When NFL fans watch Russell Wilson play, they see a talented and personable young quarterback who has led the Seattle Seahawks to the NFC playoffs in each of his first two seasons and is widely expected to lead them to the 2014 Super Bowl title.
When Dartmouth alumni from the 1970s watch Wilson play, they see the spitting image of his late father, Harrison B. Wilson III ’77, who was a standout football and baseball player for the Big Green.
“In addition to looking very much alike, they run alike, their mannerisms and their facial expressions are similar, their manner of speaking is similar. So it’s really striking,” says Dartmouth Trustee Benjamin F. Wilson ’73, who was the first of the four Wilson brothers to matriculate at Dartmouth, followed by Harrison, John ’80, and Richard ’85, who passed away in 2005.
What is also striking, but not surprising to former Dartmouth classmates of “Harry B.”(as Harrison was known) is the poise, leadership, and sportsmanship his son Russell demonstrates on and off the football field. “No athlete in Seattle is more popular,” wrote The New York Times in early December. Seattle columnist Art Thiel wrote of Russell Wilson in November, “He’s a perambulating think-positive seminar, a human Hallmark card, a motivational steamroller.”
Former Major League pitcher Jim Beattie ’76, who played baseball with Harry B. Wilson, says he hears glowing reports from friends in Seattle about Russell’s community service and weekly visits to the local children’s hospital. “He’s a very solid kid, and I wouldn’t expect anything different from that family,” says Beattie. “They were just solid citizens. Harry was a talented guy who was a hard worker.”
“Every Sunday Dartmouth players of that era root for their favorite team and the Seattle Seahawks,” says GE Chairman and CEO Jeff Immelt ’78, a Dartmouth Trustee and one of Harry’s football teammates. “I have never met Russell, but he acts like his father’s son. Harry is remembered affectionately by all of his teammates. He was a great guy and a talented receiver. He was quick to smile, but a tough competitor. We were all saddened by his death.”
A split end, in 1976 Wilson was First Team All-Ivy and broke a 23-year-old Big Green record for receiving yards, despite playing the final two games of the season with a separated shoulder. “Harry got hurt during the Brown game and couldn’t even raise his arm,” says Jimmie Lee Solomon ’78, a fellow receiver. “But he played the rest of the season. Harry was a tough kid, and was mentally very strong.”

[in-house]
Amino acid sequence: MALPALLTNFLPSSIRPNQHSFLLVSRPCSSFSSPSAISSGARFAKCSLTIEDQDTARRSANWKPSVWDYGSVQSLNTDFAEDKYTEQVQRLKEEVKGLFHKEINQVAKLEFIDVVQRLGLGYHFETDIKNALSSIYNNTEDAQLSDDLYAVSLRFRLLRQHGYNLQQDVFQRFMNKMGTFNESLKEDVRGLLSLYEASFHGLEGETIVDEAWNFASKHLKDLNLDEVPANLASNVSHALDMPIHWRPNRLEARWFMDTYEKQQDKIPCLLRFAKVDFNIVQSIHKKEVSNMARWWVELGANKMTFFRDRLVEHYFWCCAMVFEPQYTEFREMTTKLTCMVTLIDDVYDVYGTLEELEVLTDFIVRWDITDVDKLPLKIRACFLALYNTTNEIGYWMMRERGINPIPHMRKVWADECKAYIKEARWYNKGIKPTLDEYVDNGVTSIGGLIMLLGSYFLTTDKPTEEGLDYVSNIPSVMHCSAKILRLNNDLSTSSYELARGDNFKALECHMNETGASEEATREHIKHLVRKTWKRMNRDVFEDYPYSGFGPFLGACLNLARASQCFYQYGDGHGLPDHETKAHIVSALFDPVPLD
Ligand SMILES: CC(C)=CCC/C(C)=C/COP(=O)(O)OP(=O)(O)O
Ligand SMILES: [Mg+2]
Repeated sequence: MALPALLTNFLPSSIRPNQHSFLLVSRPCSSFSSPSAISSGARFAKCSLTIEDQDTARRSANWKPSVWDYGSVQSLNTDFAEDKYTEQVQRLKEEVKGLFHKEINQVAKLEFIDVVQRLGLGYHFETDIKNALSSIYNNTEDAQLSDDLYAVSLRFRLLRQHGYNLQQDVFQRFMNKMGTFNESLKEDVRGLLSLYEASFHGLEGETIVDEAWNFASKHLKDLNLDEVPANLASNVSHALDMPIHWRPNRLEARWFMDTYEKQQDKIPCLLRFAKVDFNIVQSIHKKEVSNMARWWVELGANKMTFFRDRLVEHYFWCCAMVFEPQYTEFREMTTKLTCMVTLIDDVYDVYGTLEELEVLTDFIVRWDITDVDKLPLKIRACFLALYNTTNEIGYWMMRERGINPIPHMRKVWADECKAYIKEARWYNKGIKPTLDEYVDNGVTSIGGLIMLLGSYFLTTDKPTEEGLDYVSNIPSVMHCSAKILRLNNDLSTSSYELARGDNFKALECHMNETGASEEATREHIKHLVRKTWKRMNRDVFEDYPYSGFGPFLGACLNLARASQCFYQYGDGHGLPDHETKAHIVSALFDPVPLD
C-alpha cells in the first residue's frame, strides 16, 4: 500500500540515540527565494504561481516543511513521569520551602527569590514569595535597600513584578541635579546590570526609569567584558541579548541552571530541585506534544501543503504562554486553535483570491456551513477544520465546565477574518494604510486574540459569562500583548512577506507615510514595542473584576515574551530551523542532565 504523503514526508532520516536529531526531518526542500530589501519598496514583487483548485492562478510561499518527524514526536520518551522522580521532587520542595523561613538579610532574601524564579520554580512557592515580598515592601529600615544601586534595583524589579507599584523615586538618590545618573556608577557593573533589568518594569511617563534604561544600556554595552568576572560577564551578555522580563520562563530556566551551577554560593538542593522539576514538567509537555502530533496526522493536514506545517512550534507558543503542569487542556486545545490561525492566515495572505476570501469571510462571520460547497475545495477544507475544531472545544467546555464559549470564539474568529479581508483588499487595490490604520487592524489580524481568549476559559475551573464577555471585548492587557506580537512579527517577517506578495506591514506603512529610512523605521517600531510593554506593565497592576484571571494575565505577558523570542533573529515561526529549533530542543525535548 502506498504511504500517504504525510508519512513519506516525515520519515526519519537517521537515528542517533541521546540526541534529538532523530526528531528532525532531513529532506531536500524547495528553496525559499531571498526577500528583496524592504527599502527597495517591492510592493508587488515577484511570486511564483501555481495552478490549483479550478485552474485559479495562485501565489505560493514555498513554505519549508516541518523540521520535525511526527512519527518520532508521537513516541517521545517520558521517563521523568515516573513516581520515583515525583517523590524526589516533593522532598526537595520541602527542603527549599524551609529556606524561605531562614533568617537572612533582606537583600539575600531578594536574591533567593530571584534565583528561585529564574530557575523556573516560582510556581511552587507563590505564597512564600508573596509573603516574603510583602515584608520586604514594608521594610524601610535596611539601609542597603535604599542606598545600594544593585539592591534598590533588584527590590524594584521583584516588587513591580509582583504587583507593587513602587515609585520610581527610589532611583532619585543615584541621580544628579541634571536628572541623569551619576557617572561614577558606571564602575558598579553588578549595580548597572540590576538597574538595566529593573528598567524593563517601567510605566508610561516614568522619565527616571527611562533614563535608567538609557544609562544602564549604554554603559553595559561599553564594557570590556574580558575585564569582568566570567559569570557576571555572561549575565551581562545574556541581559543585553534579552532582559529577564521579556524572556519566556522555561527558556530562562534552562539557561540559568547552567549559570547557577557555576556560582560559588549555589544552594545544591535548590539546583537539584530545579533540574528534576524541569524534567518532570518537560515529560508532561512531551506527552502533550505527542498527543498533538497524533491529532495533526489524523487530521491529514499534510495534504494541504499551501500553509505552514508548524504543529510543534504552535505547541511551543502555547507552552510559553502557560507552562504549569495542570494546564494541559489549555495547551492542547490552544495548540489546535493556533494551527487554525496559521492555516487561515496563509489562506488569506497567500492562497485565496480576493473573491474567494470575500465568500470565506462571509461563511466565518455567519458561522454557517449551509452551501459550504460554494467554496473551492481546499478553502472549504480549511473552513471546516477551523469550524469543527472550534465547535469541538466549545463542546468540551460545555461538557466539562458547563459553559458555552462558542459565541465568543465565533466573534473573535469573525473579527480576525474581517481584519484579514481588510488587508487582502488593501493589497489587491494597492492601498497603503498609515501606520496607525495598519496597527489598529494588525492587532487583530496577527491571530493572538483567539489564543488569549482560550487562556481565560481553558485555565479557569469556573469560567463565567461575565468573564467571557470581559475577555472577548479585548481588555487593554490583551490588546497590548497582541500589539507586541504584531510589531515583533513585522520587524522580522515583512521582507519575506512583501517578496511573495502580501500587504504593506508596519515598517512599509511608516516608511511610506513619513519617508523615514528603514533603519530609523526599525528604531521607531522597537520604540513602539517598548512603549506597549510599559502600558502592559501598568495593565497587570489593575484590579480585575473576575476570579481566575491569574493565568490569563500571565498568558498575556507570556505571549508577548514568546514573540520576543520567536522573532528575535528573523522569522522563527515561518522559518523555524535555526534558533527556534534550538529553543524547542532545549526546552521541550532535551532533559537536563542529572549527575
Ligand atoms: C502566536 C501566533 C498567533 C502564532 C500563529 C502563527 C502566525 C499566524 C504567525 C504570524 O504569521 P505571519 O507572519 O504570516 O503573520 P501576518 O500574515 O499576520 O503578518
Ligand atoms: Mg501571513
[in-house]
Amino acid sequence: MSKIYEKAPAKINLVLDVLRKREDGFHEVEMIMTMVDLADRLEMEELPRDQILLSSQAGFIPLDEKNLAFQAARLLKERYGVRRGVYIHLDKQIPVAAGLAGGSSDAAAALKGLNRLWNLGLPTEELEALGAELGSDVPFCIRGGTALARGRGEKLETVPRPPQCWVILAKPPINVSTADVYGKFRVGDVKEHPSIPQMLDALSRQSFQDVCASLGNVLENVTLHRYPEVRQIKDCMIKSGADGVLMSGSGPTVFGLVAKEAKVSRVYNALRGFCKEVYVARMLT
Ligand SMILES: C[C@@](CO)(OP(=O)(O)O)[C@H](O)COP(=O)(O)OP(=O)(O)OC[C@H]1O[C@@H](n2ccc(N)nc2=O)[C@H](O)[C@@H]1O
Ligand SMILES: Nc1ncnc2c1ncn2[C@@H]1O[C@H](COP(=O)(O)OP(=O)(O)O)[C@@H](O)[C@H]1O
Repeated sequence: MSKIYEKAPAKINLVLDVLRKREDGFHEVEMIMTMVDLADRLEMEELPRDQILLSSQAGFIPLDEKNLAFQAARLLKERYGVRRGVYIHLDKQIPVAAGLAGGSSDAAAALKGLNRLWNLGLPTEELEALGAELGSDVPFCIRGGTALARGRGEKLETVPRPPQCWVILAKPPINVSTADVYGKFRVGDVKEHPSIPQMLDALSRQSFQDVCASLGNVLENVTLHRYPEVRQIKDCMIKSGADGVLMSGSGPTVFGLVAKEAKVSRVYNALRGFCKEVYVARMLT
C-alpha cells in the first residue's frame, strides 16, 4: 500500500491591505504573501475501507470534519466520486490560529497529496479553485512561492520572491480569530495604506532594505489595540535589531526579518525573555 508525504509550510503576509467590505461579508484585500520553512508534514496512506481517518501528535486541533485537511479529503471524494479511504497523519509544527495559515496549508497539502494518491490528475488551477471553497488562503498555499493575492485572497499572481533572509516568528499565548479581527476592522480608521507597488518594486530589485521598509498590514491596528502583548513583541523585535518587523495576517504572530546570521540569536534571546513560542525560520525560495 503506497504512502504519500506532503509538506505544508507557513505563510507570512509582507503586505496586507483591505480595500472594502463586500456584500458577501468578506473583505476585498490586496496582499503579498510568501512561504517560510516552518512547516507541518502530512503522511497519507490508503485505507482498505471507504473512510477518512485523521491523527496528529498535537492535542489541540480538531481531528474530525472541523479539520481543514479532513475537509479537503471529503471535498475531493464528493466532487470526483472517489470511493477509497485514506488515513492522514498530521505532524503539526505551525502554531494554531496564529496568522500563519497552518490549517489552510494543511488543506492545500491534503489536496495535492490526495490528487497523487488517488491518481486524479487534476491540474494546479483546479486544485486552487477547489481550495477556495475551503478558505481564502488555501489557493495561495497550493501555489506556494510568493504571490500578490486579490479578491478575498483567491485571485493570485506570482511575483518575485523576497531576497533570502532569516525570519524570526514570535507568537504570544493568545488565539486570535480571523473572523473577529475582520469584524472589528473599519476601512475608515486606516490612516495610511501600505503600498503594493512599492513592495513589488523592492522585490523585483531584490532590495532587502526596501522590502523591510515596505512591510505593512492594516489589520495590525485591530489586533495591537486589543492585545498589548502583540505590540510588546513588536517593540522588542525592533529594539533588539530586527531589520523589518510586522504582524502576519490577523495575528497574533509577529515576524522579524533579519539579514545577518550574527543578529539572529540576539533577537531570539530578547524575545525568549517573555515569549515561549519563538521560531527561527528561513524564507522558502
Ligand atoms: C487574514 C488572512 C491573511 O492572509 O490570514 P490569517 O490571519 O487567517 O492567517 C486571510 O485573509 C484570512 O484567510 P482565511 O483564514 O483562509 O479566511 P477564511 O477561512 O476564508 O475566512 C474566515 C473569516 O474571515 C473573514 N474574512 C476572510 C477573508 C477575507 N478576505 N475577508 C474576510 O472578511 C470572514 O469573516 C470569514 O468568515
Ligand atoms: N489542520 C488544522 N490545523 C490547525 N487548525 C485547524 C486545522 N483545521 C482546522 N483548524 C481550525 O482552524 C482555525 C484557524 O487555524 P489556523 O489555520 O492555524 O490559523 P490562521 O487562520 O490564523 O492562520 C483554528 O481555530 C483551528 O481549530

Dartmouth Football Head Coach Buddy Teevens ’79, a former Big Green quarterback who coached Russell Wilson as a teenager at the Manning Passing Academy, calls Harry “a tremendous receiver” and a great teammate who was always upbeat and encouraging. “He’d be one of the first guys out on the field at practice and one of the last guys to leave, and he’d be willing to go through some routes and progressions with me. That was sometimes unusual for an older guy to take that type of time with younger guys like me, but that was Harry.”
As a baseball player, Wilson was known more for his defensive skills at shortstop and third base than he was for his batting. Todd Morris ’76, the team’s captain and catcher, says with a laugh, “I led the team in strikeouts that year and Harry was a close second. We batted 7th and 8th, so we spent a lot of time consoling each other on the way back from the plate.”
A history major, Wilson took two history classes with President Emeritus James E. Wright, who says it was a “pleasure to have him in the classroom.” Wilson also completed an independent study project entitled “The Jigsaw Puzzle: Desegregation in Boston,” as one of 10 Dartmouth Senior Fellows. Sociology Professor Emeritus Raymond L. Hall, who became a good friend of Wilson’s, says he was “serious on the one hand, but fun loving on the other. He was also a bit of a closet geek. He was always well prepared, and a good student in addition to being a first-class gentleman. His fellow students had great respect for him. It was very difficult not to like Harry B. He was just a terrific young man.”
While he dreamed of a professional football career, Wilson went straight to the University of Virginia School of Law after graduation, where he was elected president of his class. His brother John, who also played football at Dartmouth, says Harry wanted to give his shoulder time to heal before trying to walk on to an NFL team. “And our father (Harrison B. Wilson Jr., the president of Norfolk State University) always believed in academics first,” says John, a consultant in Maryland. “But Harry worked out during those three years, so the time went by very quickly.”